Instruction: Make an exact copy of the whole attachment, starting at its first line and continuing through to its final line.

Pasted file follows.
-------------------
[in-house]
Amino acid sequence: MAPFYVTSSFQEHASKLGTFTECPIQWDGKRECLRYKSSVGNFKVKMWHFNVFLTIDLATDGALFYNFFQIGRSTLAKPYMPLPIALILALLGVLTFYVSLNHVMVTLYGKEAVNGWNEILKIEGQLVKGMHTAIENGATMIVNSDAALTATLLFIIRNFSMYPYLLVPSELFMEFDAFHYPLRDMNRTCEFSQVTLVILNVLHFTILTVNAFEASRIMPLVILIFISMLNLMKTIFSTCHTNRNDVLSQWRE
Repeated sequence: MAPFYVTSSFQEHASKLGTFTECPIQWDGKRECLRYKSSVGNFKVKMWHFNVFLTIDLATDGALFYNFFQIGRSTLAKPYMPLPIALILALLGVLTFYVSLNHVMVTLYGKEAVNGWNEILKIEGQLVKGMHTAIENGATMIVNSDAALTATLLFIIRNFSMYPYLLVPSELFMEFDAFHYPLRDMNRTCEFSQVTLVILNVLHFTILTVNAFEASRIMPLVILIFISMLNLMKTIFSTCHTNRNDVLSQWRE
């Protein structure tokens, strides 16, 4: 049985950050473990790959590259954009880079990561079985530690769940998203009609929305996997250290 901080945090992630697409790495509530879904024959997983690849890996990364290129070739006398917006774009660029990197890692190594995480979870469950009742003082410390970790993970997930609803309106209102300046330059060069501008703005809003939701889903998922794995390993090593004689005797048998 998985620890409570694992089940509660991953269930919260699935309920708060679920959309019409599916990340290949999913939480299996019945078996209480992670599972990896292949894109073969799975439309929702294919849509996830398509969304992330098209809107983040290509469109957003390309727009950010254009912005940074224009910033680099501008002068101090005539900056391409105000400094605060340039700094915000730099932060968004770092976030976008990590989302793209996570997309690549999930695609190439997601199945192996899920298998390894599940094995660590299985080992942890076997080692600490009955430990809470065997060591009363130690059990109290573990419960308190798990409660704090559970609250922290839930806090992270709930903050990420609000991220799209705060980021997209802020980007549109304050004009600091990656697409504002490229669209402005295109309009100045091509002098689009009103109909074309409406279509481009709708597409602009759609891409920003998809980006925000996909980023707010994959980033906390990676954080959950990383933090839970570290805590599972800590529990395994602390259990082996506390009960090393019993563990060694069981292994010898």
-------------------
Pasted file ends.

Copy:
[in-house]
Amino acid sequence: MAPFYVTSSFQEHASKLGTFTECPIQWDGKRECLRYKSSVGNFKVKMWHFNVFLTIDLATDGALFYNFFQIGRSTLAKPYMPLPIALILALLGVLTFYVSLNHVMVTLYGKEAVNGWNEILKIEGQLVKGMHTAIENGATMIVNSDAALTATLLFIIRNFSMYPYLLVPSELFMEFDAFHYPLRDMNRTCEFSQVTLVILNVLHFTILTVNAFEASRIMPLVILIFISMLNLMKTIFSTCHTNRNDVLSQWRE
Repeated sequence: MAPFYVTSSFQEHASKLGTFTECPIQWDGKRECLRYKSSVGNFKVKMWHFNVFLTIDLATDGALFYNFFQIGRSTLAKPYMPLPIALILALLGVLTFYVSLNHVMVTLYGKEAVNGWNEILKIEGQLVKGMHTAIENGATMIVNSDAALTATLLFIIRNFSMYPYLLVPSELFMEFDAFHYPLRDMNRTCEFSQVTLVILNVLHFTILTVNAFEASRIMPLVILIFISMLNLMKTIFSTCHTNRNDVLSQWRE
């Protein structure tokens, strides 16, 4: 049985950050473990790959590259954009880079990561079985530690769940998203009609929305996997250290 901080945090992630697409790495509530879904024959997983690849890996990364290129070739006398917006774009660029990197890692190594995480979870469950009742003082410390970790993970997930609803309106209102300046330059060069501008703005809003939701889903998922794995390993090593004689005797048998 998985620890409570694992089940509660991953269930919260699935309920708060679920959309019409599916990340290949999913939480299996019945078996209480992670599972990896292949894109073969799975439309929702294919849509996830398509969304992330098209809107983040290509469109957003390309727009950010254009912005940074224009910033680099501008002068101090005539900056391409105000400094605060340039700094915000730099932060968004770092976030976008990590989302793209996570997309690549999930695609190439997601199945192996899920298998390894599940094995660590299985080992942890076997080692600490009955430990809470065997060591009363130690059990109290573990419960308190798990409660704090559970609250922290839930806090992270709930903050990420609000991220799209705060980021997209802020980007549109304050004009600091990656697409504002490229669209402005295109309009100045091509002098689009009103109909074309409406279509481009709708597409602009759609891409920003998809980006925000996909980023707010994959980033906390990676954080959950990383933090839970570290805590599972800590529990395994602390259990082996506390009960090393019993563990060694069981292994010898």